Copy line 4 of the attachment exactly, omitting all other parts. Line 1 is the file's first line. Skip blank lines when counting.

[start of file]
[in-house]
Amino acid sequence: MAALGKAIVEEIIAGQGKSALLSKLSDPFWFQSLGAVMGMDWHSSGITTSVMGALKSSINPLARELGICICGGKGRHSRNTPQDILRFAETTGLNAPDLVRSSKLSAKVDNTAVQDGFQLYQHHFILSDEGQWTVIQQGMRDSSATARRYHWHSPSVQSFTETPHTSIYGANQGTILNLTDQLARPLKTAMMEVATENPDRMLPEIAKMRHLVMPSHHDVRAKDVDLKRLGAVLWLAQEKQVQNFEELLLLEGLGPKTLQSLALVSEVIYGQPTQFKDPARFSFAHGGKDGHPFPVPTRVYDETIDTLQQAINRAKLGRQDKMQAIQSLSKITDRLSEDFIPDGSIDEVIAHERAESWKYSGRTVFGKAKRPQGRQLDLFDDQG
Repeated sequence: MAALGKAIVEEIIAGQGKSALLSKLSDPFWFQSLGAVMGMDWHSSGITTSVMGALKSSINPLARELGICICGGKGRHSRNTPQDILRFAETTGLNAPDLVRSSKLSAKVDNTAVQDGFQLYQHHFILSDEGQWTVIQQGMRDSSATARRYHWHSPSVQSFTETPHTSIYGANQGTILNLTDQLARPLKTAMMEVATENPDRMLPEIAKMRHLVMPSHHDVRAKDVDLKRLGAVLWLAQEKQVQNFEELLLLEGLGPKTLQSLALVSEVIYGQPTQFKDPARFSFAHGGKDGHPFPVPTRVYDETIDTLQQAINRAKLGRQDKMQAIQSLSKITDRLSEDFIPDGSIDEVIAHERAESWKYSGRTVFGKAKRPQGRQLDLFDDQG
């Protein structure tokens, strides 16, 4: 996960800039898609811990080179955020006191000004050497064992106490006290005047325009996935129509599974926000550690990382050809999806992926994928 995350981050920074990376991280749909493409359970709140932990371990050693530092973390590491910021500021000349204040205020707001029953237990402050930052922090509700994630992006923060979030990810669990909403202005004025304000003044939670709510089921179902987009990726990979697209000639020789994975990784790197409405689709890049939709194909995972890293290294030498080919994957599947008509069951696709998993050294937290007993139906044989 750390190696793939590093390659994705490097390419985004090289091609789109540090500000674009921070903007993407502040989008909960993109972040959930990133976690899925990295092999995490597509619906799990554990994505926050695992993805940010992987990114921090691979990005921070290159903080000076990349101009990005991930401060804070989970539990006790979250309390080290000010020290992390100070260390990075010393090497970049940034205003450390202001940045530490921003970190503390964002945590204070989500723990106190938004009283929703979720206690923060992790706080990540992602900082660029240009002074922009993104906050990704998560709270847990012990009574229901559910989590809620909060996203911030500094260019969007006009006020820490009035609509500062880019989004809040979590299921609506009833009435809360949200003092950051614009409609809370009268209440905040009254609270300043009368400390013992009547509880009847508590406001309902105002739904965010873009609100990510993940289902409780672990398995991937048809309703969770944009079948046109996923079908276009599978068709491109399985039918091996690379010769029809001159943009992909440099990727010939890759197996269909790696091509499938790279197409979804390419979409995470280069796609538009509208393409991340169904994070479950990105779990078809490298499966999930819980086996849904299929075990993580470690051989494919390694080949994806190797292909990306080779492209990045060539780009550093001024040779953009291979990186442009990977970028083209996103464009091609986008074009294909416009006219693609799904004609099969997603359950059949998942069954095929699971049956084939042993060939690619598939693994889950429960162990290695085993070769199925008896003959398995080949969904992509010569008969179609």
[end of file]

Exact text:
């Protein structure tokens, strides 16, 4: 996960800039898609811990080179955020006191000004050497064992106490006290005047325009996935129509599974926000550690990382050809999806992926994928 995350981050920074990376991280749909493409359970709140932990371990050693530092973390590491910021500021000349204040205020707001029953237990402050930052922090509700994630992006923060979030990810669990909403202005004025304000003044939670709510089921179902987009990726990979697209000639020789994975990784790197409405689709890049939709194909995972890293290294030498080919994957599947008509069951696709998993050294937290007993139906044989 750390190696793939590093390659994705490097390419985004090289091609789109540090500000674009921070903007993407502040989008909960993109972040959930990133976690899925990295092999995490597509619906799990554990994505926050695992993805940010992987990114921090691979990005921070290159903080000076990349101009990005991930401060804070989970539990006790979250309390080290000010020290992390100070260390990075010393090497970049940034205003450390202001940045530490921003970190503390964002945590204070989500723990106190938004009283929703979720206690923060992790706080990540992602900082660029240009002074922009993104906050990704998560709270847990012990009574229901559910989590809620909060996203911030500094260019969007006009006020820490009035609509500062880019989004809040979590299921609506009833009435809360949200003092950051614009409609809370009268209440905040009254609270300043009368400390013992009547509880009847508590406001309902105002739904965010873009609100990510993940289902409780672990398995991937048809309703969770944009079948046109996923079908276009599978068709491109399985039918091996690379010769029809001159943009992909440099990727010939890759197996269909790696091509499938790279197409979804390419979409995470280069796609538009509208393409991340169904994070479950990105779990078809490298499966999930819980086996849904299929075990993580470690051989494919390694080949994806190797292909990306080779492209990045060539780009550093001024040779953009291979990186442009990977970028083209996103464009091609986008074009294909416009006219693609799904004609099969997603359950059949998942069954095929699971049956084939042993060939690619598939693994889950429960162990290695085993070769199925008896003959398995080949969904992509010569008969179609």